Protesters in South Africa have called for President Jacob Zuma to resign after the release of a report that found "possible evidence of corruption" at top government levels.

The long-awaited report was published on Wednesday after Zuma's lawyers made a surprise U-turn earlier in the day and withdrew an application seeking to delay its release.

It probed accusations that the president allowed the Guptas, a wealthy Indian business family, undue political sway, including letting them choose some cabinet ministers.

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In the report, Thuli Madonsela,  South Africa's former public protector, recommended that an independent commission of inquiry headed by a judge be set up within 30 days to investigate the issue fully. 

South Africa: Corruption report increases pressure on Zuma

"Basically the report implicates President Zuma, the Gupta family and other senior officials," said  Al Jazeera's Haru Mutasa, reporting from Pretoria. 

"But the public protector admitted in the report that she didn't have enough resources to further investigate the issue, so she is recommending that president Zuma sets up a commission of inquiry headed by a judge within 30 days."

Madonsela, a constitutionally mandated anti-graft official, said that the commission should present its findings and recommendations to the president within 180 days.

"Some people feel that the president has been given more time to look into the matter, but on the whole the opposition seems for now to be satisfied with the report," said our correspondent.

"The president won't choose the judge himself. So the opposition feels, or at least hopes, that the judge will be fairly independent."

'Unfair advantage'

The carefully worded report stopped short of asserting that crimes had been committed, saying the watchdog lacked the resources to reach such conclusions.

But the 355-page report called for additional investigation into potential conflicts of interest, including a case surrounding a mining company called Tegeta, co-owned by the Guptas and the president's son Duduzane Zuma.

The report says Tegeta was given lucrative government contracts to finance its expansion, claiming that the company may have been officially supported by a government minister in its bid to purchase a mine.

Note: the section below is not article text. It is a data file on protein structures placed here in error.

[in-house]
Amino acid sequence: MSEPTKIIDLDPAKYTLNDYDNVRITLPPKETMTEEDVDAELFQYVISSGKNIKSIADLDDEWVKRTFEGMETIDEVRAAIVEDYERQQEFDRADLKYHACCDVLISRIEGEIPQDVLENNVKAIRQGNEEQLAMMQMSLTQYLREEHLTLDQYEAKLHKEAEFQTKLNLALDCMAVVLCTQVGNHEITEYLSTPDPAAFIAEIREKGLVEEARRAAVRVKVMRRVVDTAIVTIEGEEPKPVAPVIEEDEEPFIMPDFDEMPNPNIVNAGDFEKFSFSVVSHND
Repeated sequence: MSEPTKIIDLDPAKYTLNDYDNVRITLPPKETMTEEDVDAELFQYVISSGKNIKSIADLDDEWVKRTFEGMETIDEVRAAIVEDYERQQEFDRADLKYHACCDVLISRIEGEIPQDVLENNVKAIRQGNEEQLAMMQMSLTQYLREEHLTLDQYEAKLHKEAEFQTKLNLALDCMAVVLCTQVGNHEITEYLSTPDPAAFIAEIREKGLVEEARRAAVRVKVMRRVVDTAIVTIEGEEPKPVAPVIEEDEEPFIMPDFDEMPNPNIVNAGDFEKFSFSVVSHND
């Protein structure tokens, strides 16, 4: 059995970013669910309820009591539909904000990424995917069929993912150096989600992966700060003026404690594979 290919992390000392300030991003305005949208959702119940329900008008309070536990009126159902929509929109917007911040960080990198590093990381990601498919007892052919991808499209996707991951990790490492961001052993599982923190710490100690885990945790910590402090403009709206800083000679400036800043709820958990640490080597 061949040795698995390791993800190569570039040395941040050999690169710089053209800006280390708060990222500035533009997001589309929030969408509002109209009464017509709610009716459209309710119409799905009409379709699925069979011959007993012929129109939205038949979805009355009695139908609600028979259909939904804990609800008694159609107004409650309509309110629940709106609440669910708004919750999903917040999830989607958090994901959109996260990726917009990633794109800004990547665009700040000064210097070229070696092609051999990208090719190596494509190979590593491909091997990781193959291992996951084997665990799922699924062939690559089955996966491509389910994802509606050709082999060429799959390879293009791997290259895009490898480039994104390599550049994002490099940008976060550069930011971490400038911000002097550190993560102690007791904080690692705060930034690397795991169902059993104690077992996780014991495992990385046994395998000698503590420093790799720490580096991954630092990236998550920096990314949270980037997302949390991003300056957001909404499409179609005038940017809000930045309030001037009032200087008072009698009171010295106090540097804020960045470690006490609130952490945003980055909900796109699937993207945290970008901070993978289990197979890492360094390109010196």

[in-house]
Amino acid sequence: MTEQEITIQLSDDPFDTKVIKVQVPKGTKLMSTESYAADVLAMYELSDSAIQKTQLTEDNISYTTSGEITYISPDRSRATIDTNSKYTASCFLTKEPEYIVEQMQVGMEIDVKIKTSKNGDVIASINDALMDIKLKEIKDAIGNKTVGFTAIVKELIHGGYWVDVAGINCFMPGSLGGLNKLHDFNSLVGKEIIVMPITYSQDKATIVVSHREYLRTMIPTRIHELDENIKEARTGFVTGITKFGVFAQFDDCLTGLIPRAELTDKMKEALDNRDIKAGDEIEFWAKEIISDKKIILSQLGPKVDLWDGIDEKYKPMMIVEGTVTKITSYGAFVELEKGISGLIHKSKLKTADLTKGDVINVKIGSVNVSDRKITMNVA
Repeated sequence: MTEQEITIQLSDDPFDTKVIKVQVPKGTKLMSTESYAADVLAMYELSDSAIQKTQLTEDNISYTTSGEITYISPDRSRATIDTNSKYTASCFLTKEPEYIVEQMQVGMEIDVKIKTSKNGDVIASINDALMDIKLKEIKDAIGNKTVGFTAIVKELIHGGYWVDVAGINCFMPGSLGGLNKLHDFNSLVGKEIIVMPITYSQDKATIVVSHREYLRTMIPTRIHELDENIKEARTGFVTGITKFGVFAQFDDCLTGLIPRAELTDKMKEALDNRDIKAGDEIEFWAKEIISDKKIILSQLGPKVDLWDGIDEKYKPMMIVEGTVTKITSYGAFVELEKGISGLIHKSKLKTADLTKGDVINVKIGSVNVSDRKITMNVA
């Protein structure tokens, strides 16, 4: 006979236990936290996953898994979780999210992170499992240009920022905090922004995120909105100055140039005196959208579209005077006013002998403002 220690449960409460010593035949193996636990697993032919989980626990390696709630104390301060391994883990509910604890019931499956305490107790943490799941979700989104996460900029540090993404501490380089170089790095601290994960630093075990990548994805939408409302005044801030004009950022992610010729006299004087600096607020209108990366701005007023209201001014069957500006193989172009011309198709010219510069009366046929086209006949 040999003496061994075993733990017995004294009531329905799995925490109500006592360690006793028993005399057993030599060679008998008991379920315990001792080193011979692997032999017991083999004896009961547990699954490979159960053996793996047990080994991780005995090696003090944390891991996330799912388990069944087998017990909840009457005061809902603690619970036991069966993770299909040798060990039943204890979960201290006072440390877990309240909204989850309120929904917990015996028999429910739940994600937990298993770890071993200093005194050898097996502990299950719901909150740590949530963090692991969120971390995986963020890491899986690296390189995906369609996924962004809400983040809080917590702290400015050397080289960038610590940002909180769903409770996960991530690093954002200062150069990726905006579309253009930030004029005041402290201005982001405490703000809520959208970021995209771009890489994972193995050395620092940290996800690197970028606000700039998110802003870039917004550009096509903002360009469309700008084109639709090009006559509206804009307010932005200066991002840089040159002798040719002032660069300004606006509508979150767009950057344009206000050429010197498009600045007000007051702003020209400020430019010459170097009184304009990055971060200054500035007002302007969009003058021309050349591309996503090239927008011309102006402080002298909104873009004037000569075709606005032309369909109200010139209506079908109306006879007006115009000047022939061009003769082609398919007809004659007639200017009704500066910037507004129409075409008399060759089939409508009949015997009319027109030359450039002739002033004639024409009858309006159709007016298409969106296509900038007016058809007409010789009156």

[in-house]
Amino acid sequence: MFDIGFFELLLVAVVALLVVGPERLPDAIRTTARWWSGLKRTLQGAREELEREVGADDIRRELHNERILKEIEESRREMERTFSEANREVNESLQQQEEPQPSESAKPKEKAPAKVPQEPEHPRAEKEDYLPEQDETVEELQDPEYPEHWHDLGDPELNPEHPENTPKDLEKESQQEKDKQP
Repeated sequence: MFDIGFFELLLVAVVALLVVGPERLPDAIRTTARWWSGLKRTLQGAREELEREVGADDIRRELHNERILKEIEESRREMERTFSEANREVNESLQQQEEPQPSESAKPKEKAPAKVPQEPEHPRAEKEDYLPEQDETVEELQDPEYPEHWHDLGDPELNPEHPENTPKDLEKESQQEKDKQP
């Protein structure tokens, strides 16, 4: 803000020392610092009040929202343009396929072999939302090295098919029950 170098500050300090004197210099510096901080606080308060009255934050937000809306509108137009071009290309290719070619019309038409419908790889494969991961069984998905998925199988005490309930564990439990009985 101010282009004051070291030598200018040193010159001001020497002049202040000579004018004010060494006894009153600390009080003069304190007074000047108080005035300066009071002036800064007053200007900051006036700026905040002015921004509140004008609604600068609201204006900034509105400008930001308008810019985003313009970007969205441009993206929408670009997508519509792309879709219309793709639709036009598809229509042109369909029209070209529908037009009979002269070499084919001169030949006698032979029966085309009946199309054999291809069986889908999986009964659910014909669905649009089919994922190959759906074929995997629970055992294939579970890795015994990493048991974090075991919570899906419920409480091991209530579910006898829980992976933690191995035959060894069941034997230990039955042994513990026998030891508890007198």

Police fired rubber bullets and used water cannon to disperse protesters who tried to storm Zuma's office [Siphiwe Sibeko/Reuters]

It raised questions whether Mining Minister Mosebenzi Zwane travelled to Switzerland with the Guptas last November to help them "seal the deal" for Tegeta to buy a mine from commodities giant Glencore.

"If Zwane travelled in his official capacity to support Tegeta's bid to buy the mine, his conduct would give Tegeta an unfair advantage over other interested buyers," the report said.

"It is potentially unlawful for the minister to use his official position of authority to unfairly and unduly influence a contract for a friend or, in this instance, his boss’s son, at the expense of the State. This scenario would be further complicated if his actions were sanctioned by the President," it added.

Zuma denies providing special favours for wealthy friends.

Anti-Zuma protests

South Africa's ruling  party, the African National Congress (ANC), said on Wednesday that it was studying the report and would comment on it on Thursday.  

Zuma, 74, has survived a string of damaging controversies, but faces increasing criticism as the economy stalls and after his party suffered unprecedented losses in local polls.

Some factions of the ANC, former anti-apartheid activists and business leaders have all recently called for him to stand down before his term ends in 2019.

Outside the High Court, demonstrators carried 'Zuma must go' placards. [Herman Verwey/EPA]

Earlier on Wednesday, thousands of opposition party supporters, unions and civil groups marched through Pretoria to protest against Zuma's presidency.

Police fired rubber bullets and used water cannon to disperse protesters who tried to storm Zuma's office in the city. Outside the High Court, demonstrators carried "Zuma must go" placards.

The marches were originally planned to show support for Pravin Gordhan, the finance minister, who was due in court on Wednesday on separate corruption charges that many analysts see as an attempt by Zuma loyalists to remove him.

But prosecutors dropped the charges on Monday in another twist to a power struggle that has exposed deep tensions in the ANC.

READ MORE: South Africa's Zuma denies rich family influencing him

The ANC, the party that Nelson Mandela led in the fight against apartheid, has held power since white-minority rule ended in 1994.

The Gupta family - brothers Ajay, Atul and Rajesh - built an empire in mining, transportation, technology and media after arriving in South Africa from India in the early 1990s.

Early this year, Mcebisi Jonas, South Africa's deputy finance minister, accused the Gupta family of offering him the job of finance minister, something he said he rejected.

Zuma last month said he was not given enough time to respond to the watchdog's questions and blocked the release of the report. 

Earlier on Wednesday, the presidency released a statement saying Zuma had withdrawn his application to delay the release of the report in the interests of justice.

"In the interest of justice and speedy resolution of the matter, the president decided to withdraw his application," the presidency said.

"The president will give consideration to the contents of the report in order to ascertain whether it should be the subject of a court challenge."

Source: Al Jazeera News And News Agencies